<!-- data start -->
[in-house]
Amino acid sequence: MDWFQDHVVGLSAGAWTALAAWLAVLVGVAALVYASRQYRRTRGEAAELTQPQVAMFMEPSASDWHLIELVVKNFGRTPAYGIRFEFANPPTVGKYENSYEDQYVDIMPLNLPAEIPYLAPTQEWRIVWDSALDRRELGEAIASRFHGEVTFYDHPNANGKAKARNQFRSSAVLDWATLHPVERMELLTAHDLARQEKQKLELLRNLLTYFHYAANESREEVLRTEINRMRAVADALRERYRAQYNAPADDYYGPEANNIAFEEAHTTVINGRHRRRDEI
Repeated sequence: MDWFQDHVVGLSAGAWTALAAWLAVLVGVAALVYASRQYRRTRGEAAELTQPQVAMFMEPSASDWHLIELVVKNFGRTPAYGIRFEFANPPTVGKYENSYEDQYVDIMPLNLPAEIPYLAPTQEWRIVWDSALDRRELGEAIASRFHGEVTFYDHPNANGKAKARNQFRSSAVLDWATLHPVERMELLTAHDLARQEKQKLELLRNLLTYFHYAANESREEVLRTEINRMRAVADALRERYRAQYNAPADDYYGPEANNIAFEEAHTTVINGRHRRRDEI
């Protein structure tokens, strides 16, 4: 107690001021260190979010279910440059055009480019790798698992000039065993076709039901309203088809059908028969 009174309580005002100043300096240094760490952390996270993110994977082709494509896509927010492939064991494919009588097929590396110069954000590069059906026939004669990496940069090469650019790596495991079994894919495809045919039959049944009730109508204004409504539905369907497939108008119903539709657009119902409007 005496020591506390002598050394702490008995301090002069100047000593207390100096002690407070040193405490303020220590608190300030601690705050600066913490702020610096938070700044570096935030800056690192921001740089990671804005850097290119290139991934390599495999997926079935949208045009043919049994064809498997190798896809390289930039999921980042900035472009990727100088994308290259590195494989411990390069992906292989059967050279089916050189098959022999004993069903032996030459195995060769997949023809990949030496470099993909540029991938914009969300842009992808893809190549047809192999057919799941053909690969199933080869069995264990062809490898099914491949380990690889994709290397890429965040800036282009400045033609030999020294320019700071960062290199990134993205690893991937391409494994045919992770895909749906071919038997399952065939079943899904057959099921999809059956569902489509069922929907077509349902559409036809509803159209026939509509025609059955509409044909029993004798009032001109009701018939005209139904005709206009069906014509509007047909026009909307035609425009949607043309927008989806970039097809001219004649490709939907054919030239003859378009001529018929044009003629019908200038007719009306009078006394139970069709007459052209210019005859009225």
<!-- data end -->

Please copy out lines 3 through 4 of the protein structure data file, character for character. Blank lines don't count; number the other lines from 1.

Repeated sequence: MDWFQDHVVGLSAGAWTALAAWLAVLVGVAALVYASRQYRRTRGEAAELTQPQVAMFMEPSASDWHLIELVVKNFGRTPAYGIRFEFANPPTVGKYENSYEDQYVDIMPLNLPAEIPYLAPTQEWRIVWDSALDRRELGEAIASRFHGEVTFYDHPNANGKAKARNQFRSSAVLDWATLHPVERMELLTAHDLARQEKQKLELLRNLLTYFHYAANESREEVLRTEINRMRAVADALRERYRAQYNAPADDYYGPEANNIAFEEAHTTVINGRHRRRDEI
């Protein structure tokens, strides 16, 4: 107690001021260190979010279910440059055009480019790798698992000039065993076709039901309203088809059908028969 009174309580005002100043300096240094760490952390996270993110994977082709494509896509927010492939064991494919009588097929590396110069954000590069059906026939004669990496940069090469650019790596495991079994894919495809045919039959049944009730109508204004409504539905369907497939108008119903539709657009119902409007 005496020591506390002598050394702490008995301090002069100047000593207390100096002690407070040193405490303020220590608190300030601690705050600066913490702020610096938070700044570096935030800056690192921001740089990671804005850097290119290139991934390599495999997926079935949208045009043919049994064809498997190798896809390289930039999921980042900035472009990727100088994308290259590195494989411990390069992906292989059967050279089916050189098959022999004993069903032996030459195995060769997949023809990949030496470099993909540029991938914009969300842009992808893809190549047809192999057919799941053909690969199933080869069995264990062809490898099914491949380990690889994709290397890429965040800036282009400045033609030999020294320019700071960062290199990134993205690893991937391409494994045919992770895909749906071919038997399952065939079943899904057959099921999809059956569902489509069922929907077509349902559409036809509803159209026939509509025609059955509409044909029993004798009032001109009701018939005209139904005709206009069906014509509007047909026009909307035609425009949607043309927008989806970039097809001219004649490709939907054919030239003859378009001529018929044009003629019908200038007719009306009078006394139970069709007459052209210019005859009225």